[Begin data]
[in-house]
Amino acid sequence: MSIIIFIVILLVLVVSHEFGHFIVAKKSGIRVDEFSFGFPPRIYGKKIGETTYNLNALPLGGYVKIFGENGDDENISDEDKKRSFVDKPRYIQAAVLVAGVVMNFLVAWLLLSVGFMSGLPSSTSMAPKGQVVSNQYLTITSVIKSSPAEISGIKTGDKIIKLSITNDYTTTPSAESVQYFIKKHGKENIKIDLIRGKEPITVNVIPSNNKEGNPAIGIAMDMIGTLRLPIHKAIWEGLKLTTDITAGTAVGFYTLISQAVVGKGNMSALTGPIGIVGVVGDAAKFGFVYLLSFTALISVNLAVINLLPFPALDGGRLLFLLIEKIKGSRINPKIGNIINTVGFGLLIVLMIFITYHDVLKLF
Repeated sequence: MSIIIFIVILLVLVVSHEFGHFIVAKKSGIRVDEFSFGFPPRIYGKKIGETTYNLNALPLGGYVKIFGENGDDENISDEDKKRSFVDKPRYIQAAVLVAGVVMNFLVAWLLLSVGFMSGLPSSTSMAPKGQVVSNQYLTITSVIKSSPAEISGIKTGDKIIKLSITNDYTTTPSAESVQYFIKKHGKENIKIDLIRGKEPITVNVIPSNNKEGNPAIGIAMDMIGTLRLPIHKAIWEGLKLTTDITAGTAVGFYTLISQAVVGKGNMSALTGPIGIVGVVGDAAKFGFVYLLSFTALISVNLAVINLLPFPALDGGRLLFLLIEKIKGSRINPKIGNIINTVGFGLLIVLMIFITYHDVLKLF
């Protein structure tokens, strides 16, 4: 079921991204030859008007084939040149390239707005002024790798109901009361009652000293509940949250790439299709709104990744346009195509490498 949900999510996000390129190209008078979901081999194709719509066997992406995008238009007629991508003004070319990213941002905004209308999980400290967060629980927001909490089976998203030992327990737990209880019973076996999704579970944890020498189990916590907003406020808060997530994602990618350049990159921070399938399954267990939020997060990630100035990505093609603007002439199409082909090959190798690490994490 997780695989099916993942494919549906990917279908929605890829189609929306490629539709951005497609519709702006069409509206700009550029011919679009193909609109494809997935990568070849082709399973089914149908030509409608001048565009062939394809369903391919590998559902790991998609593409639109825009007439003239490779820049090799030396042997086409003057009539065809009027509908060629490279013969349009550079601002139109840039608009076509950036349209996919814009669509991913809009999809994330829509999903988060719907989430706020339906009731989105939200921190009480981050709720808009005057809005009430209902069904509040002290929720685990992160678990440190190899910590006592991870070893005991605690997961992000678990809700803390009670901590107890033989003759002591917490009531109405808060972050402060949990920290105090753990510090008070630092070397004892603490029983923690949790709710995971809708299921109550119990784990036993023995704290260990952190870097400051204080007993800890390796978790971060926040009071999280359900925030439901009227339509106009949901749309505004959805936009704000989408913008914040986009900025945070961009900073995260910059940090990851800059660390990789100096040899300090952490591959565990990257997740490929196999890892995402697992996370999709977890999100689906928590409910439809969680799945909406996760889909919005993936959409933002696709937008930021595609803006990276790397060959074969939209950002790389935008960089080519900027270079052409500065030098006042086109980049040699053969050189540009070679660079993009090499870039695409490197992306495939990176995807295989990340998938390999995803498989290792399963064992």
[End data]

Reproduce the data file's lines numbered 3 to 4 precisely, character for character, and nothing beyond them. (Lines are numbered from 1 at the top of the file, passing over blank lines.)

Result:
Repeated sequence: MSIIIFIVILLVLVVSHEFGHFIVAKKSGIRVDEFSFGFPPRIYGKKIGETTYNLNALPLGGYVKIFGENGDDENISDEDKKRSFVDKPRYIQAAVLVAGVVMNFLVAWLLLSVGFMSGLPSSTSMAPKGQVVSNQYLTITSVIKSSPAEISGIKTGDKIIKLSITNDYTTTPSAESVQYFIKKHGKENIKIDLIRGKEPITVNVIPSNNKEGNPAIGIAMDMIGTLRLPIHKAIWEGLKLTTDITAGTAVGFYTLISQAVVGKGNMSALTGPIGIVGVVGDAAKFGFVYLLSFTALISVNLAVINLLPFPALDGGRLLFLLIEKIKGSRINPKIGNIINTVGFGLLIVLMIFITYHDVLKLF
């Protein structure tokens, strides 16, 4: 079921991204030859008007084939040149390239707005002024790798109901009361009652000293509940949250790439299709709104990744346009195509490498 949900999510996000390129190209008078979901081999194709719509066997992406995008238009007629991508003004070319990213941002905004209308999980400290967060629980927001909490089976998203030992327990737990209880019973076996999704579970944890020498189990916590907003406020808060997530994602990618350049990159921070399938399954267990939020997060990630100035990505093609603007002439199409082909090959190798690490994490 997780695989099916993942494919549906990917279908929605890829189609929306490629539709951005497609519709702006069409509206700009550029011919679009193909609109494809997935990568070849082709399973089914149908030509409608001048565009062939394809369903391919590998559902790991998609593409639109825009007439003239490779820049090799030396042997086409003057009539065809009027509908060629490279013969349009550079601002139109840039608009076509950036349209996919814009669509991913809009999809994330829509999903988060719907989430706020339906009731989105939200921190009480981050709720808009005057809005009430209902069904509040002290929720685990992160678990440190190899910590006592991870070893005991605690997961992000678990809700803390009670901590107890033989003759002591917490009531109405808060972050402060949990920290105090753990510090008070630092070397004892603490029983923690949790709710995971809708299921109550119990784990036993023995704290260990952190870097400051204080007993800890390796978790971060926040009071999280359900925030439901009227339509106009949901749309505004959805936009704000989408913008914040986009900025945070961009900073995260910059940090990851800059660390990789100096040899300090952490591959565990990257997740490929196999890892995402697992996370999709977890999100689906928590409910439809969680799945909406996760889909919005993936959409933002696709937008930021595609803006990276790397060959074969939209950002790389935008960089080519900027270079052409500065030098006042086109980049040699053969050189540009070679660079993009090499870039695409490197992306495939990176995807295989990340998938390999995803498989290792399963064992």